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Holophrastic indeterminacy

Holophrastic indeterminacy, or indeterminacy of sentence translation, is one of two kinds of indeterminacy of translation to appear in the writings of philosopher W. V. O. Quine. According to Quine, "there is more than one correct method of translating sentences where the two translations differ not merely in the meanings attributed to the sub-sentential parts of speech but also in the net import of the whole sentence." It is holophrastic indeterminacy that underlies Quine's argument against synonymy, the basis of his objections to Rudolf Carnap's analytic/synthetic distinction. The other kind of indeterminacy introduced by Quine is the "inscrutability of reference", which refers to parts of a sentence or individual words.

Quine's work on indeterminacy of translation, stemming from the basic forms of indeterminacy, is widely discussed in modern analytic philosophy:

W. V. O. Quine's contention that translation is indeterminate has been among the most widely discussed and controversial theses in modern analytical philosophy. It is a standard-bearer for one of the late twentieth century's most characteristic philosophical preoccupations: the skepticism about semantic notions which is also developed in Kripke's interpretation of Wittgenstein on rules... and which many have read into Putnam's ‘model-theoretic’ assault on realism...[Cross references to chapters 15 and 17 omitted]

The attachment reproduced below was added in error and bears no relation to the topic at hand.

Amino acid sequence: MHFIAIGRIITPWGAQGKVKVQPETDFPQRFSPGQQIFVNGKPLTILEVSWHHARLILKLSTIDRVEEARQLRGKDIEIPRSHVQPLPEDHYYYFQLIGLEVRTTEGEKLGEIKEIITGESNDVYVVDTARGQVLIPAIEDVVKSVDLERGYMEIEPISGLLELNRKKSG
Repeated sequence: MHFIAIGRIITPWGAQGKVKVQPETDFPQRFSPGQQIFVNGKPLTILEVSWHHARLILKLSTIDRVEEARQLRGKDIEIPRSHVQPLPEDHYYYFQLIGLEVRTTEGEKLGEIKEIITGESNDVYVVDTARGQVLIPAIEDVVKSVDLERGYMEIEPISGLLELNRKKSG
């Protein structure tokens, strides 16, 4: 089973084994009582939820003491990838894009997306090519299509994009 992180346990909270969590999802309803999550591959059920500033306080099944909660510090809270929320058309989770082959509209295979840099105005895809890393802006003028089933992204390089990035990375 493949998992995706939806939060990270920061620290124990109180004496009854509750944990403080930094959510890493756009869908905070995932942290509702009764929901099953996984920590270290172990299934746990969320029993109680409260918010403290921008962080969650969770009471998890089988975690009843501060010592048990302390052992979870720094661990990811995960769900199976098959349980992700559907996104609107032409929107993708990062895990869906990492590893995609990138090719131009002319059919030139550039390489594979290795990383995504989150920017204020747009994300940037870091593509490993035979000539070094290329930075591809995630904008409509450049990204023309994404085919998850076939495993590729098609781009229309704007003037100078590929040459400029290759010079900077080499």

Quine's approach to translation, radical translation, takes the perspective of trying to establish the meaning of sentences in a foreign language (Quine calls it Arunta) by observing and questioning native speakers of that language. It is a hypothetical version of what could be an empirical investigation. By an armchair analysis of such an adventure, Quine argues that it is impossible to construct a unique translation that can be defended as better than all others. The reason is predicated upon an argued unavoidable introduction of the two indeterminacies above. According to Hilary Putnam, it is “what may well be the most fascinating and the most discussed philosophical argument since Kant’s Transcendental Deduction of the Categories”.



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